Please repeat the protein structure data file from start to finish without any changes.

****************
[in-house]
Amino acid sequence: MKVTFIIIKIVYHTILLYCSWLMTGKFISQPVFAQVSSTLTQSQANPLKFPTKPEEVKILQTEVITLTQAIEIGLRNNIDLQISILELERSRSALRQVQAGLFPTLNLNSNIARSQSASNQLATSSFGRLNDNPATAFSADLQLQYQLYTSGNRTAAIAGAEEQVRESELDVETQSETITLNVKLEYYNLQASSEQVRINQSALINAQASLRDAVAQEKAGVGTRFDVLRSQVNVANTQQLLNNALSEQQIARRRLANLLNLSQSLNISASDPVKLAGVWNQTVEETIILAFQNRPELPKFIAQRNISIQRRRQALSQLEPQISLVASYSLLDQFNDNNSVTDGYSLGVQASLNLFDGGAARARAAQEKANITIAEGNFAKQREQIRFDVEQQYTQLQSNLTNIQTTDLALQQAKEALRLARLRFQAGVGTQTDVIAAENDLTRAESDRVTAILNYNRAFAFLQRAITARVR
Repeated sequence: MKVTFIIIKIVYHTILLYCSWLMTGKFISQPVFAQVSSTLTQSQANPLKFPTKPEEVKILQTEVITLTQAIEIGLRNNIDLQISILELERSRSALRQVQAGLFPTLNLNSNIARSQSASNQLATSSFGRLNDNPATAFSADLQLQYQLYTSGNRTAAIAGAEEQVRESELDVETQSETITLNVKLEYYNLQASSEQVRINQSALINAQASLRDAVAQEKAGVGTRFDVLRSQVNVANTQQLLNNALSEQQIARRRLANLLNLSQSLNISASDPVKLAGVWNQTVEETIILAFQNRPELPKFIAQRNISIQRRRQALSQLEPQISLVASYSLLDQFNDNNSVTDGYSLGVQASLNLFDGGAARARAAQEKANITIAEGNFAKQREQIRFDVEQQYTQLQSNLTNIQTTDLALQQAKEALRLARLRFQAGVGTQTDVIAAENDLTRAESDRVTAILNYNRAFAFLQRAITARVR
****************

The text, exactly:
[in-house]
Amino acid sequence: MKVTFIIIKIVYHTILLYCSWLMTGKFISQPVFAQVSSTLTQSQANPLKFPTKPEEVKILQTEVITLTQAIEIGLRNNIDLQISILELERSRSALRQVQAGLFPTLNLNSNIARSQSASNQLATSSFGRLNDNPATAFSADLQLQYQLYTSGNRTAAIAGAEEQVRESELDVETQSETITLNVKLEYYNLQASSEQVRINQSALINAQASLRDAVAQEKAGVGTRFDVLRSQVNVANTQQLLNNALSEQQIARRRLANLLNLSQSLNISASDPVKLAGVWNQTVEETIILAFQNRPELPKFIAQRNISIQRRRQALSQLEPQISLVASYSLLDQFNDNNSVTDGYSLGVQASLNLFDGGAARARAAQEKANITIAEGNFAKQREQIRFDVEQQYTQLQSNLTNIQTTDLALQQAKEALRLARLRFQAGVGTQTDVIAAENDLTRAESDRVTAILNYNRAFAFLQRAITARVR
Repeated sequence: MKVTFIIIKIVYHTILLYCSWLMTGKFISQPVFAQVSSTLTQSQANPLKFPTKPEEVKILQTEVITLTQAIEIGLRNNIDLQISILELERSRSALRQVQAGLFPTLNLNSNIARSQSASNQLATSSFGRLNDNPATAFSADLQLQYQLYTSGNRTAAIAGAEEQVRESELDVETQSETITLNVKLEYYNLQASSEQVRINQSALINAQASLRDAVAQEKAGVGTRFDVLRSQVNVANTQQLLNNALSEQQIARRRLANLLNLSQSLNISASDPVKLAGVWNQTVEETIILAFQNRPELPKFIAQRNISIQRRRQALSQLEPQISLVASYSLLDQFNDNNSVTDGYSLGVQASLNLFDGGAARARAAQEKANITIAEGNFAKQREQIRFDVEQQYTQLQSNLTNIQTTDLALQQAKEALRLARLRFQAGVGTQTDVIAAENDLTRAESDRVTAILNYNRAFAFLQRAITARVR